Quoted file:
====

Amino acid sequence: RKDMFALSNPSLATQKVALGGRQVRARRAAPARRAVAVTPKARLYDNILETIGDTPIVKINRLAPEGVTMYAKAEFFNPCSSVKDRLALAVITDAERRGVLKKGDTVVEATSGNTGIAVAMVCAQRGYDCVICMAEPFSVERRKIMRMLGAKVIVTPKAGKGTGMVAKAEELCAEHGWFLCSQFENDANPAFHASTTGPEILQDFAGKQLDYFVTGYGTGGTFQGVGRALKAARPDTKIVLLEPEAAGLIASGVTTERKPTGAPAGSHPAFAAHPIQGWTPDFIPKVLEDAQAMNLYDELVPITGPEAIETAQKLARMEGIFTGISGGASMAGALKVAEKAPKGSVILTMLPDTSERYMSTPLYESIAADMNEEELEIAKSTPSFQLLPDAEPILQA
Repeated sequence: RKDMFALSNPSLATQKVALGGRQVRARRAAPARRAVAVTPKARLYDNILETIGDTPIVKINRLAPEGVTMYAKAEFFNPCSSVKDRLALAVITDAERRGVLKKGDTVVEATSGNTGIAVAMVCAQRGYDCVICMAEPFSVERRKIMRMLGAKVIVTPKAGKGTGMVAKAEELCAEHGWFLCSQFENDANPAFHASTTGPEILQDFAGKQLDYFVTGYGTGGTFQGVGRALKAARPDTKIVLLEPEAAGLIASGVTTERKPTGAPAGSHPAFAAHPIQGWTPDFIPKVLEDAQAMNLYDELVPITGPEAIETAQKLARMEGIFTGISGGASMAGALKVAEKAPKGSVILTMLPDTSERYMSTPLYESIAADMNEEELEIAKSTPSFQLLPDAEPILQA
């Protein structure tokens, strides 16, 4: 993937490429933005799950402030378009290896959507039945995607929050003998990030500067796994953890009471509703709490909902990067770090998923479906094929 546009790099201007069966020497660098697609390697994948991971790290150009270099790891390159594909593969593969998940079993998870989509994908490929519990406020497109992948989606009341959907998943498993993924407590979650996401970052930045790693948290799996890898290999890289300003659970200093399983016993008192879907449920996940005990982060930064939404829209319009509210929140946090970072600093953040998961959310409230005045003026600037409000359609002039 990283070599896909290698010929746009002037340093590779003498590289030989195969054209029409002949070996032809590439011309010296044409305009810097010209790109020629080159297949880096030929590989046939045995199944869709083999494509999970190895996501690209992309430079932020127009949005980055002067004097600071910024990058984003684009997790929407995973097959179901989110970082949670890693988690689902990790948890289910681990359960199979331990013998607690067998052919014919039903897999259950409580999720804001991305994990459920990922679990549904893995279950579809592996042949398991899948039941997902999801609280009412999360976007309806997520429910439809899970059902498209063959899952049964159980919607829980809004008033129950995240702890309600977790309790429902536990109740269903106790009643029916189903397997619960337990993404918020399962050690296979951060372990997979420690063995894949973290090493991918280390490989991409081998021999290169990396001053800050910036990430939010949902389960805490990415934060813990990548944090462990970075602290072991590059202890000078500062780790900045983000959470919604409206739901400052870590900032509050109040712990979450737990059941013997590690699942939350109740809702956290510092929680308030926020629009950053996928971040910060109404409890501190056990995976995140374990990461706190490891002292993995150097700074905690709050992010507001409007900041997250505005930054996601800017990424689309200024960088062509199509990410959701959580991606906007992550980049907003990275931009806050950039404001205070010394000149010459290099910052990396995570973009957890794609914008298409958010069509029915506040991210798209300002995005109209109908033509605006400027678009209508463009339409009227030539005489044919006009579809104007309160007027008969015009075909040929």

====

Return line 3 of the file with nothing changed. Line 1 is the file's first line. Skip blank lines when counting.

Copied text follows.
């Protein structure tokens, strides 16, 4: 993937490429933005799950402030378009290896959507039945995607929050003998990030500067796994953890009471509703709490909902990067770090998923479906094929 546009790099201007069966020497660098697609390697994948991971790290150009270099790891390159594909593969593969998940079993998870989509994908490929519990406020497109992948989606009341959907998943498993993924407590979650996401970052930045790693948290799996890898290999890289300003659970200093399983016993008192879907449920996940005990982060930064939404829209319009509210929140946090970072600093953040998961959310409230005045003026600037409000359609002039 990283070599896909290698010929746009002037340093590779003498590289030989195969054209029409002949070996032809590439011309010296044409305009810097010209790109020629080159297949880096030929590989046939045995199944869709083999494509999970190895996501690209992309430079932020127009949005980055002067004097600071910024990058984003684009997790929407995973097959179901989110970082949670890693988690689902990790948890289910681990359960199979331990013998607690067998052919014919039903897999259950409580999720804001991305994990459920990922679990549904893995279950579809592996042949398991899948039941997902999801609280009412999360976007309806997520429910439809899970059902498209063959899952049964159980919607829980809004008033129950995240702890309600977790309790429902536990109740269903106790009643029916189903397997619960337990993404918020399962050690296979951060372990997979420690063995894949973290090493991918280390490989991409081998021999290169990396001053800050910036990430939010949902389960805490990415934060813990990548944090462990970075602290072991590059202890000078500062780790900045983000959470919604409206739901400052870590900032509050109040712990979450737990059941013997590690699942939350109740809702956290510092929680308030926020629009950053996928971040910060109404409890501190056990995976995140374990990461706190490891002292993995150097700074905690709050992010507001409007900041997250505005930054996601800017990424689309200024960088062509199509990410959701959580991606906007992550980049907003990275931009806050950039404001205070010394000149010459290099910052990396995570973009957890794609914008298409958010069509029915506040991210798209300002995005109209109908033509605006400027678009209508463009339409009227030539005489044919006009579809104007309160007027008969015009075909040929």